However in 2011, Yanacocha mining firm undertook its expansion for the Conga project, an open-pit gold and copper with a total surface area of 2,000 hectares. Maxima refused to give her land away to this project. Since then, the Chaupe family became the target of forced eviction attempts, threats and intimidations from the Special Operations Division of the Peruvian National Police (DINOES).

One of these attempts took place on the 9th August 2012 when DINOES members intruded into the Chaupe’s land and violently assaulted the family, unmoved that women were victims of their abuse.

“They threatened my child with their machine guns, they threatened my husband from behind the Fuster, they beat my daughter in law, they took my daughter who knelt before the machinery to the road and beat her. When I saw my daughter passed out on the road, I went to see her and three policemen grabbed me by each arm and more police came ahead. I lost consciousness and they hit me with their sticks; my son took pictures with his phone and they beat him with a stick and he dropped the phone from which he was taking the photos”. Maxima Acuña Chaupe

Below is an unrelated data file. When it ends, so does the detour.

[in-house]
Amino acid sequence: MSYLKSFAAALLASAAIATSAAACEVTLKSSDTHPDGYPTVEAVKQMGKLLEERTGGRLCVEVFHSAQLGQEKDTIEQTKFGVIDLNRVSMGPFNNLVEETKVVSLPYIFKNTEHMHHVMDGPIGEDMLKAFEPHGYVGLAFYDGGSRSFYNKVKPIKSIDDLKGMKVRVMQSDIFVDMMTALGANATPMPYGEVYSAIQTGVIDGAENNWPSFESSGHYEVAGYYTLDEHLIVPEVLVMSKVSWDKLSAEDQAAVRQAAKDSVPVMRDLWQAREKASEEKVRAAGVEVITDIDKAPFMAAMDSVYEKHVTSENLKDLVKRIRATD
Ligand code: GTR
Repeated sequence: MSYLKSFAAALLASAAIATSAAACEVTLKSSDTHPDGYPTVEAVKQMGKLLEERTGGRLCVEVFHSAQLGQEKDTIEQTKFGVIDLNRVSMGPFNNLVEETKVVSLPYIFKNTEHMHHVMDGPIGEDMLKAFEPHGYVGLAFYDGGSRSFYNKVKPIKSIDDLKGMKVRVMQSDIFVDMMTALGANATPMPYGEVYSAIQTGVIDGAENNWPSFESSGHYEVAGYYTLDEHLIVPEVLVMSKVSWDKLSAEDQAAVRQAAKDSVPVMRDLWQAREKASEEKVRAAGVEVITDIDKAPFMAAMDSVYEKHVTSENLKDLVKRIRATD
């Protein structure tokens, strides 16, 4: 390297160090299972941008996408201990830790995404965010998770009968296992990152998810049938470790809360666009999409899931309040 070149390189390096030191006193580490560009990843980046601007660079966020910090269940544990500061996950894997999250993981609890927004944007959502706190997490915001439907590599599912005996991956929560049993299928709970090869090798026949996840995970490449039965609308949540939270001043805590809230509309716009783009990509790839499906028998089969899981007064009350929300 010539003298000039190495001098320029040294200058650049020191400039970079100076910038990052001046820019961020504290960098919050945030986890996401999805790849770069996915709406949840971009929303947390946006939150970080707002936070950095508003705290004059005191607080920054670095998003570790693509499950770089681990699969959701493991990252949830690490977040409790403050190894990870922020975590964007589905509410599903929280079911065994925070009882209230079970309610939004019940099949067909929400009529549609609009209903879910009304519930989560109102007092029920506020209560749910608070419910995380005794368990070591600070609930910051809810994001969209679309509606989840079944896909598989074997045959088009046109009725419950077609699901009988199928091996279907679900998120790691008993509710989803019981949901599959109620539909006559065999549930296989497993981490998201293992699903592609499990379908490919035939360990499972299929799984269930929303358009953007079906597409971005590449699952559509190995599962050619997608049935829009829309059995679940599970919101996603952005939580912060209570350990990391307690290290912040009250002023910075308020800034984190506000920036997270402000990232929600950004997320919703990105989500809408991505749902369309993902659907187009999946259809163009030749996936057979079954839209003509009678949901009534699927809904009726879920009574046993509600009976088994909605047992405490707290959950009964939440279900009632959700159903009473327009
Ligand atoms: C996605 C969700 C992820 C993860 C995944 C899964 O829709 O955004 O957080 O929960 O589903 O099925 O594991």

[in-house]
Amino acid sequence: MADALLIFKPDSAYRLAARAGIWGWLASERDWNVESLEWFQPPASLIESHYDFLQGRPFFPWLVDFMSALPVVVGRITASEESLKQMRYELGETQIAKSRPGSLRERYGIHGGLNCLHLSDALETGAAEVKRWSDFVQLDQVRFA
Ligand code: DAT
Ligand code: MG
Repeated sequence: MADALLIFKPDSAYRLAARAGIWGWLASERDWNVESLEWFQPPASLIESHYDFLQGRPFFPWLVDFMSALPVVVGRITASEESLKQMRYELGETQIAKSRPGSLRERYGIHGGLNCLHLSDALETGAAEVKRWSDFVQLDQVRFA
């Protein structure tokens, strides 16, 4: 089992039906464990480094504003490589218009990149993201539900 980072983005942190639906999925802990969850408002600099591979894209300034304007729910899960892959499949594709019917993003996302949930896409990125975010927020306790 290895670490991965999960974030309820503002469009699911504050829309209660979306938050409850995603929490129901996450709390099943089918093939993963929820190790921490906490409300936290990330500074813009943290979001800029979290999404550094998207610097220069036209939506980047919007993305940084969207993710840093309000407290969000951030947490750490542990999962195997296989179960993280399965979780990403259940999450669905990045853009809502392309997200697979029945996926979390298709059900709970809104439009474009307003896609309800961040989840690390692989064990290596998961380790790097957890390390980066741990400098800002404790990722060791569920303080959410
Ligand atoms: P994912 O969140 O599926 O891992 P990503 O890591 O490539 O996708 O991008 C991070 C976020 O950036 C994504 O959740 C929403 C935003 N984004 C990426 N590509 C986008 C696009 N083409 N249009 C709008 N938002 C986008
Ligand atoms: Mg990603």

Máxima’s legal battle to obtain Justice

Maxima Acuña de Chaupe: the defender of the water – from Mama Tierra on Vimeo.

Following these several incidences Maxima filed a complaint at the local Police Commissioner, denouncing the physical aggression from Yanacocha staff and DINOES, the impact these have made on her safety and wellbeing.Yanacocha representatives retaliated against the Chaupe family accusing them of usurpation. On the 29th October 2012, Maxima and her family were found guilty of ‘illegal occupation’ and were sentenced to three years suspended prison sentence. In addition they were ordered to pay 200 soles (72 USD) in compensation to Yanacocha.